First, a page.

Following the EUA of the Moderna and Pfizer/BioNTech vaccines in the United States it may be days to weeks before the vaccines are administered. In early December Britain granted EUA to Pfizer/BioNTech for their vaccination, making it available at hospitals for healthcare workers and the most vulnerable patients.

mRNA Vaccines

mRNA is a naturally occurring substance that contains an RNA version of DNA. mRNA uses this information to tell the ribosomes in cellular cytoplasm exactly which proteins to produce. mRNA has been investigated for 30 years, and while it has not been previously used in vaccines, it was approved in 2018 as therapies in ATTR amyloidosis, a condition that causes the buildup of damaging proteins.

Most mRNA therapies under development involve those that target proteins or nucleic acids and those that encode proteins. Besides its role in building proteins, mRNA turns genes off and on, a topic described further in a future article on epigenetics. mRNA therapies are currently also under development for cancer vaccines.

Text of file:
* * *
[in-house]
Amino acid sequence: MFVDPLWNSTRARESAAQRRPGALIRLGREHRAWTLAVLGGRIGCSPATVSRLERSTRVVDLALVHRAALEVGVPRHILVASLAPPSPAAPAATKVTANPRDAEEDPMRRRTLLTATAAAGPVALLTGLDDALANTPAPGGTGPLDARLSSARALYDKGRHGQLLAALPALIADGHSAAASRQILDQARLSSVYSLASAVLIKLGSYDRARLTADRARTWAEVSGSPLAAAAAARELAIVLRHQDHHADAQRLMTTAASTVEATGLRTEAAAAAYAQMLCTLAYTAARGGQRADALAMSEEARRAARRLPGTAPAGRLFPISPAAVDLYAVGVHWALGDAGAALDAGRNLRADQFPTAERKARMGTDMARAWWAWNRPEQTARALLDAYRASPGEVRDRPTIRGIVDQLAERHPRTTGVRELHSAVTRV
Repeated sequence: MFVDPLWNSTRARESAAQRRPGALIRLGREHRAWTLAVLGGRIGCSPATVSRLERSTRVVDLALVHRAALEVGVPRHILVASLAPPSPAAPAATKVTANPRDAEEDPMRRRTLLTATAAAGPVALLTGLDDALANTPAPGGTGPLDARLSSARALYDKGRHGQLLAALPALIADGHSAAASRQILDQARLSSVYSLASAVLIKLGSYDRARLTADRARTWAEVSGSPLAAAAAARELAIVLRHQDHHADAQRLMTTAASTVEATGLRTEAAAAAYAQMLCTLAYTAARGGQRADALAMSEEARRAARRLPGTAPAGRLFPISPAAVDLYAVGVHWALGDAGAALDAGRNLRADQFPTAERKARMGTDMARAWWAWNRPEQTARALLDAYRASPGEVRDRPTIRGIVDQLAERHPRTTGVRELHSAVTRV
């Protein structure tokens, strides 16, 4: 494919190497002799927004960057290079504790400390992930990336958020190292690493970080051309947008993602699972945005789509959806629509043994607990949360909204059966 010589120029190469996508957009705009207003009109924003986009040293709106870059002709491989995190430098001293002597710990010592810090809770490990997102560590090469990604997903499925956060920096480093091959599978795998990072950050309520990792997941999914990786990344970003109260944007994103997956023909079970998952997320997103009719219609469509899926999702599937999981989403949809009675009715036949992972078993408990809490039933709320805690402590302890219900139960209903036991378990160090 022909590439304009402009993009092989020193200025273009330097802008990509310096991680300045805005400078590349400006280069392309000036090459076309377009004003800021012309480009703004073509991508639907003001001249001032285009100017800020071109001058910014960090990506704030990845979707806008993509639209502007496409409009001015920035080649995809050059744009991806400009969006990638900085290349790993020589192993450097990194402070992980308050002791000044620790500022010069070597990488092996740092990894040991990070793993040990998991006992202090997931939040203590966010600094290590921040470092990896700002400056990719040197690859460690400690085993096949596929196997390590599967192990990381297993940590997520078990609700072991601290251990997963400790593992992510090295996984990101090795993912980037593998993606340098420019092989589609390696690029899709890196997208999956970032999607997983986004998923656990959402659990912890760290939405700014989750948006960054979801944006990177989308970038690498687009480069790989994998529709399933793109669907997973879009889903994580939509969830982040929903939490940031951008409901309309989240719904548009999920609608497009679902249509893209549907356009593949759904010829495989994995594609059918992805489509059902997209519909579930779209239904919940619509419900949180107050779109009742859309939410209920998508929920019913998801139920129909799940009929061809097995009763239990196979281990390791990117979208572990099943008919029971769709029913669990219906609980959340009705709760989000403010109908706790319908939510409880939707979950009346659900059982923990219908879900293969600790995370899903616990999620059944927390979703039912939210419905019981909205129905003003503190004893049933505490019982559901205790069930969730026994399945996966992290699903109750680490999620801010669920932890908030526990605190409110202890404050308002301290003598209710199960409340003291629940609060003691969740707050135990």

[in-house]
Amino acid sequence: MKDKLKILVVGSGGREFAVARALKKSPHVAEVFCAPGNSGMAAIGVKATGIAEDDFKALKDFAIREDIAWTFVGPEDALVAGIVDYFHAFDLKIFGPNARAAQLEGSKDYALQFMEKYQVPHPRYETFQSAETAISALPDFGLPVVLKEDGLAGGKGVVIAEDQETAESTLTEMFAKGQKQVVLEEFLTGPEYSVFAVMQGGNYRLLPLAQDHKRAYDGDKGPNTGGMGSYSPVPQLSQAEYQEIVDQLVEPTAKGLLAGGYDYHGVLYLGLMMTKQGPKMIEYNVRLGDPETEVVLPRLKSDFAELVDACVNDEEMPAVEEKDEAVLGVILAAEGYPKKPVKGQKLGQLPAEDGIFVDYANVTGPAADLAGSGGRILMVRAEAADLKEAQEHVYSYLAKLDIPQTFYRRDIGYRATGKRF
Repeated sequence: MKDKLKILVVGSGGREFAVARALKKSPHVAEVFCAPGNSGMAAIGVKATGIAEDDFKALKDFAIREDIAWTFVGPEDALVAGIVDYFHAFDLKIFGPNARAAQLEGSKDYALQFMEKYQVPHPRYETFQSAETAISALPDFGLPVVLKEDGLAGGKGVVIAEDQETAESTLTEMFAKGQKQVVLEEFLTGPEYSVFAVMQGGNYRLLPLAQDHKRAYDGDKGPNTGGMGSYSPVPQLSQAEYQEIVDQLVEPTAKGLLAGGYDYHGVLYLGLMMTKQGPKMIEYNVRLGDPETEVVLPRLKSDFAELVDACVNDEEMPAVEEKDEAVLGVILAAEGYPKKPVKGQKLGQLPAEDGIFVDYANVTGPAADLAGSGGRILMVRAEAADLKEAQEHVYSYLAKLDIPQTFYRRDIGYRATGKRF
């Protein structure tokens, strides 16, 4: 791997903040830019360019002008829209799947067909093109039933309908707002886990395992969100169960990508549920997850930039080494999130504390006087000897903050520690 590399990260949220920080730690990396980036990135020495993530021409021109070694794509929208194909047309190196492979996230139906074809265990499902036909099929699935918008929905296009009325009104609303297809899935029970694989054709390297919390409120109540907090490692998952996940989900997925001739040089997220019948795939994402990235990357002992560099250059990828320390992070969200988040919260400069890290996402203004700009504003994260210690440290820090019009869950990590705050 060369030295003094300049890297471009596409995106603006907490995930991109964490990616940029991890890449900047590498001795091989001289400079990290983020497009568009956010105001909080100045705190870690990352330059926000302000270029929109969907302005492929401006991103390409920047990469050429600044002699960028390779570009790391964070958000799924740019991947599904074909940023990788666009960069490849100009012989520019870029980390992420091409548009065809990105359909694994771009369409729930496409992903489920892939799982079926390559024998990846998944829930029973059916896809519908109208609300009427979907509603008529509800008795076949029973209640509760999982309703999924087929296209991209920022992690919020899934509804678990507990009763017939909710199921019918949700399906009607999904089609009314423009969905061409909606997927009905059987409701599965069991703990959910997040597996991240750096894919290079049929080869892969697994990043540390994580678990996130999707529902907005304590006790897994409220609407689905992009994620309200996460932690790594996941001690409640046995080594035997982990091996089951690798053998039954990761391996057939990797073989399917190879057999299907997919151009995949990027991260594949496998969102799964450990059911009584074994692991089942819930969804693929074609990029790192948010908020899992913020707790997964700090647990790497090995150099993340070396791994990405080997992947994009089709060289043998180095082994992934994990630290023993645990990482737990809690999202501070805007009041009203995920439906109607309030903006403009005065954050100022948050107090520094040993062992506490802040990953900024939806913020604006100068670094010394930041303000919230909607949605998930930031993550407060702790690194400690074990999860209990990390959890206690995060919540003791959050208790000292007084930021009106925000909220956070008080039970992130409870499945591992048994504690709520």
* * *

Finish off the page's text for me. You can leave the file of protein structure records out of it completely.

In the Covid-19 vaccines, a synthetic form of mRNA orders the production of the spike protein seen on the surface of SARS-Cov-2, the virus responsible for Covid-19. The presence of the spike protein elicits an immune response that causes the production of neutralizing antibodies and T cells that are ready to prevent Covid-19 from developing if SARS-Cov-2 enters the picture. Studies show that both vaccines produce more neutralizing antibodies that are produced after infection with SARS-CoV-2.